Cryo-EM of dynein microtubule-binding domains shows how an axonemal dynein distorts the microtubule

  1. Samuel E Lacey
  2. Shaoda He
  3. Sjors HW Scheres
  4. Andrew P Carter  Is a corresponding author
  1. MRC Laboratory of Molecular Biology, United Kingdom


Dyneins are motor proteins responsible for transport in the cytoplasm and the beating of axonemes in cilia and flagella. They bind and release microtubules via a compact microtubule-binding domain (MTBD) at the end of a coiled-coil stalk. We address how cytoplasmic and axonemal dynein MTBDs bind microtubules at near atomic resolution. We decorated microtubules with MTBDs of cytoplasmic dynein-1 and axonemal dynein DNAH7 and determined their cryo-EM structures using helical Relion. The majority of the MTBD is rigid upon binding, with the transition to the high-affinity state controlled by the movement of a single helix at the MTBD interface. DNAH7 contains an 18-residue insertion, found in many axonemal dyneins, that contacts the adjacent protofilament. Unexpectedly, we observe that DNAH7, but not dynein-1, induces large distortions in the microtubule cross-sectional curvature. This raises the possibility that dynein coordination in axonemes is mediated via conformational changes in the microtubule.


The dynein family is a group of minus-end directed microtubule motors. The two cytoplasmic dyneins (dynein-1 and dynein-2) are involved in long-range movement of cellular cargoes (Reck-Peterson et al., 2018; Roberts et al., 2013). Multiple inner and outer arm axonemal dyneins power the beating motion in cilia and flagella by sliding adjacent doublet microtubules past each other (Satir et al., 2014). All dynein family members share a common architecture, based around a heavy chain that contains a cargo-binding tail region and a force-generating motor domain. The motor consists of a ring of six connected AAA+ subdomains (AAA1-6) with the nucleotide cycle of the first, AAA1, powering movement (Schmidt and Carter, 2016). Dyneins bind to microtubules via a small microtubule-binding domain (MTBD) consisting of six short helices (H1-H6) (Figure 1A). The MTBD is connected to the AAA +ring by an antiparallel coiled-coil stalk, containing helices CC1 and CC2. It binds to the microtubule at the tubulin intradimer interface (Carter et al., 2008).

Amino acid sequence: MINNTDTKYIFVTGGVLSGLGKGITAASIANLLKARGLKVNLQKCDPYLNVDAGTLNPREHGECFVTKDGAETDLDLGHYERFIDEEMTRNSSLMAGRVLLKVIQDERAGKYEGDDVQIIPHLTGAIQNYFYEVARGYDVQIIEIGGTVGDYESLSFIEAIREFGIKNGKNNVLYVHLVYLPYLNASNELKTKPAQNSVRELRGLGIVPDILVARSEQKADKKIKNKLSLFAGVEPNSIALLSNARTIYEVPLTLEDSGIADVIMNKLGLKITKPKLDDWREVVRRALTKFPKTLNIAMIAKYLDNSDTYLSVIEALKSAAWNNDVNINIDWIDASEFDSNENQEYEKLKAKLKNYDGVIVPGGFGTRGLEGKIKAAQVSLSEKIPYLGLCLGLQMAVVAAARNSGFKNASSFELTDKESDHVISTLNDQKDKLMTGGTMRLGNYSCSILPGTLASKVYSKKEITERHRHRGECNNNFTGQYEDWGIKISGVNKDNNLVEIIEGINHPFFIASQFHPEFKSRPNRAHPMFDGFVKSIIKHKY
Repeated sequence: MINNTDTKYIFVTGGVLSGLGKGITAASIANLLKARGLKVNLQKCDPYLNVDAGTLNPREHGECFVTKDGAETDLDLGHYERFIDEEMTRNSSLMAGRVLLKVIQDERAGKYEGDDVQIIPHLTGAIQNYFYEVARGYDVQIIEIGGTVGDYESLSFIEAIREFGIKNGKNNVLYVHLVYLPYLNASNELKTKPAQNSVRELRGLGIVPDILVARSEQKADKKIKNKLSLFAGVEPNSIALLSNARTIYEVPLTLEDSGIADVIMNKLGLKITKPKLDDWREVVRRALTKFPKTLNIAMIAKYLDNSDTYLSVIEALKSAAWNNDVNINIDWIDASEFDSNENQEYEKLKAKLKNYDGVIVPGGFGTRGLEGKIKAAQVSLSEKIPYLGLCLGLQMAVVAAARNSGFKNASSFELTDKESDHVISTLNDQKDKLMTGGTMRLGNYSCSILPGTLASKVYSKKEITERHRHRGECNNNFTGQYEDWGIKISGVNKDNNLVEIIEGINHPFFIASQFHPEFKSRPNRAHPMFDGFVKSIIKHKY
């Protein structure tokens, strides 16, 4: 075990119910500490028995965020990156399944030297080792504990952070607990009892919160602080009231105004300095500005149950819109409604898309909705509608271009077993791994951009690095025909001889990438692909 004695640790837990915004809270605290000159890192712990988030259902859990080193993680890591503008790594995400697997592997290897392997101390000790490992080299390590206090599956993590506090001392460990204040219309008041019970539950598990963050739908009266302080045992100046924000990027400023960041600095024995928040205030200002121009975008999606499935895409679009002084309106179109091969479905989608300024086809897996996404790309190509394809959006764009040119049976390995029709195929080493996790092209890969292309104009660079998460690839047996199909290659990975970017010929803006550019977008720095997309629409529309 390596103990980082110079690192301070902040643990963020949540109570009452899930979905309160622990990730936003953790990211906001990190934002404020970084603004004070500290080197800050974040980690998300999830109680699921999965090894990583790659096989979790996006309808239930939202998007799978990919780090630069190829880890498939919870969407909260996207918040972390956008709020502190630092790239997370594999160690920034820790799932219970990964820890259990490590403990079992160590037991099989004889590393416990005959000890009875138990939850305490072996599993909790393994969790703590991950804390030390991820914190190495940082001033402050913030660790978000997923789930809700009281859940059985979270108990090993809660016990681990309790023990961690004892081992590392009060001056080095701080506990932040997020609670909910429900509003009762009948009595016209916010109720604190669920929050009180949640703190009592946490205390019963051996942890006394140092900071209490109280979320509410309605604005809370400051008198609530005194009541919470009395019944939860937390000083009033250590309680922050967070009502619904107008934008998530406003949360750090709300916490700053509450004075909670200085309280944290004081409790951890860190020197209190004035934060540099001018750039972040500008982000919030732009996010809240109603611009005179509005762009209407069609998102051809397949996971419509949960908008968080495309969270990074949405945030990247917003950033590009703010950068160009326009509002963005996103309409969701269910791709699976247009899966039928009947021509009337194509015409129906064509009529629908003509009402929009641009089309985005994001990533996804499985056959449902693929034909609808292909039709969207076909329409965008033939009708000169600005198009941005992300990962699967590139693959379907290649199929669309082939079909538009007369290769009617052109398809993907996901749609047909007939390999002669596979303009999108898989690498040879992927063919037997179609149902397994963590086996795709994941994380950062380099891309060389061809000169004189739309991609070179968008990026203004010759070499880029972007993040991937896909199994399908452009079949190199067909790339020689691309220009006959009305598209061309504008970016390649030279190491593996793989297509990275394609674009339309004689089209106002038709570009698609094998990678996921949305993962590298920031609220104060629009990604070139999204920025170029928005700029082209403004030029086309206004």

Figure 1 with 3 supplements see all
Cryo-EM Structure of the cytoplasmic dynein-1 microtubule-binding domain.

(A) Crystal structure of the cytoplasmic dynein-1 MTBD in the low-affinity β +registry (PDB 3ERR) coloured by helix. (B) Schematic of the MTBD constructs used for structure determination. A globular seryl-tRNA synthetase (SRS, grey) has a protruding coiled-coil to which 12-heptads of the dynein stalk is fused (pink). CC1 is three residues longer than CC2 to force the stalk into the high-affinity α registry, allowing the MTBD to bind to the microtubule (α-tubulin in green, β-tubulin in blue) (C) Reconstruction of the cytoplasmic dynein-1 MTBD (pink) bound to microtubule (α-tubulin in green, β-tubulin in blue), lowpass-filtered to 5 Å. (D) New models for the cytoplasmic dynein MTBD (pink) and tubulin (α-tubulin in green, β-tubulin in blue) was refined into the cryo-EM density (lowpass filtered to 5 Å) (E) Representative density of different regions of the map, filtered and sharpened according to local resolution.

Nucleotide-dependent conformational changes are transmitted to the MTBD through the stalk to modulate its affinity for microtubules, allowing dynein to bind and release as it steps along the microtubule. The stalk transmits these conformational changes due to its ability to pack into two stable registries (α and β+), representing a half-heptad shift of CC1 relative to CC2 (Carter et al., 2008; Gibbons et al., 2005; Kon et al., 2009; Kon et al., 2012; Schmidt et al., 2015). The structure of the MTBD in the low microtubule affinity state (stalk in β +registry) has been solved to high-resolution (Carter et al., 2008; Nishikawa et al., 2016). The relative movement of CC1 towards the ring (stalk in α registry) pulls on the MTBD to create a high-affinity state. The structure of this state was visualised in a landmark 9.7 Å cryo-electron microscopy (cryo-EM) structure of the MTBD bound to microtubules (Redwine et al., 2012). A pseudoatomic model was fit into the cryo-EM map using molecular dynamic simulations, and showed large conformational changes throughout the MTBD upon binding. The authors concluded that specific interactions between the microtubule and H1, H3, and H6 of the MTBD are required to induce and maintain this high-affinity conformation.

A high degree of conservation in the MTBD between the different dynein family members suggests that this mechanism of microtubule binding is conserved (Höök and Vallee, 2006). However, many axonemal dyneins have an insertion between H2 and H3 called the flap, the function of which is unclear. An NMR structure of the Chlamydomonas reinhardtii flagellar dynein-c MTBD showed that the flap consists of two flexible beta-strands extending from the MTBD core (Kato et al., 2014). The flap was predicted to sterically clash with the microtubule surface, and therefore undergo rearrangement upon binding.